Hate Crime at Georgetown? Dahlgren Chapel Vandalized
Was anti-Catholicism behind vandalism at a Catholic university?
Dahlgren Chapel, a place of worship at the center of Georgetown University's main campus and campus ministry, was vandalized early Sunday morning. Chairs were tossed and broken as was a crucifix, according to university spokespersons. The organ was also damaged. The university said it would increase security at the historic chapel, built in 1893, which was been the site for many Georgetown alum weddings.
Georgetown University President John DeGioia issued a statement on the vandalism: “The preliminary investigation indicates that there was no desecration of the Blessed Sacrament or any religious symbols. The primary damage was to furniture and other fixtures. . . . I must underscore that acts of vandalism, especially of sacred places, have no place in our campus community. As a Catholic and Jesuit university, we are committed to fostering a community that is welcoming to people of all religions, races and ethnicities and that values understanding, inclusion and respect. While we do not know the motivation of the person or persons who committed these acts, nor whether or not they are members of the university community, they are of great concern."
Rev. Kevin O’Brien, S.J., vice president for mission and ministry, told the student-run Georgetown Voice that "the crucifix was damaged in a minor way, though it did not constitute 'desecration,' which is property damage with intent to religiously offend."
“The preliminary investigation indicates … that there was no evidence of desecration, and desecration means property damage with the intent of making religious offense,” said O'Brien, according to the Voice. “In the investigation we have now … any property damage was not intended to make religious offense. It’s property damage.”
Nevertheless, the damage was enough to force the sudden relocation of the 11 a.m. and 12:30 p.m. Sunday Masses. The 5 p.m. Mass was celebrated at Dahlgren.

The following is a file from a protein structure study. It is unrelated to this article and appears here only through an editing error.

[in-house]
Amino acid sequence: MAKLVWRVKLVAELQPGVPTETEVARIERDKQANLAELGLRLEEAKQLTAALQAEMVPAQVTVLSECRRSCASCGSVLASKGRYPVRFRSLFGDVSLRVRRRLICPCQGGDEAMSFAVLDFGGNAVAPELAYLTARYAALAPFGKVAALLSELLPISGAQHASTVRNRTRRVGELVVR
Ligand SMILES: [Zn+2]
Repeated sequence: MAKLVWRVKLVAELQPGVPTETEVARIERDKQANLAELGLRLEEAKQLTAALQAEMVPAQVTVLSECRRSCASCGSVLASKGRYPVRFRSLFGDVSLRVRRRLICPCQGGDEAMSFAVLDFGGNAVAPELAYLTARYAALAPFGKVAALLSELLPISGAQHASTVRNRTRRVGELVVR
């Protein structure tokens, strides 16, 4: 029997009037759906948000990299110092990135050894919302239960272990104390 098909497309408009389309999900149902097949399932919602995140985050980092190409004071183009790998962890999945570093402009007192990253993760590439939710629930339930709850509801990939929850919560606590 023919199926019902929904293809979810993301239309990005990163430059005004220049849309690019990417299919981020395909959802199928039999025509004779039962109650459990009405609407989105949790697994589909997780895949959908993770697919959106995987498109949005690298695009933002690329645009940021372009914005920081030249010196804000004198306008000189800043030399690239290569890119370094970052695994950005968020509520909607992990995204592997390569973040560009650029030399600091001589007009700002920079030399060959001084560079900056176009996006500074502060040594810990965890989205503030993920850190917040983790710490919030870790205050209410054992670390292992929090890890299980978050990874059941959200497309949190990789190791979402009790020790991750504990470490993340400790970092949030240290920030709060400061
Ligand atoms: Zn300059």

According to Georgetown's other student newspaper, the Hoya, "Fr. Howard Gray, S.J., was hesitant to speculate on the motives behind the vandalism, adding that inaccurate rumors that the chalices were stolen had been circulating." Gray told the Hoya: “We’re just putting pieces together. We probably won’t know until someone with authority takes some kind of inventory and tells us what they’re missing. It bothers me that they broke the crucifix. You wonder that if it’s somebody making another statement that’s anti-religious or something. I don’t know that.”
The Hoya added in its April 14 news report: "In May 2012, the upperclassmen of the women’s club volleyball team admitted to littering the steps of the chapel with condom wrappers and cups of alcohol."
Georgetown University student Sam Dulik, questioned by the Voice about the incident, "also mentioned some windows possibly being broken, as well," according to the newspaper, which added: "Dulik also mentioned that there was a previous incident of vandalism this semester that went unreported in campus media. Apparently, a student group was found using the interior of the building inappropriately, but, at the time, no further details were offered on the incident. A Jan. 22 Department of Public Safety crime log entry indicates that chapel wine was reported missing from Dahlgren chapel, but there’s no indication that the two cases are related."
University spokesperson Rachel Pugh told the Georgetowner: "Georgetown University's Department of Public Safety is working closely with the Metropolitan Police Department in investigating this crime. Security has been increased. Currently, no other details are available to be released as this is an ongoing active investigation."
The university urges anyone who may have information related to this incident to contact DPS at 202-687-4343.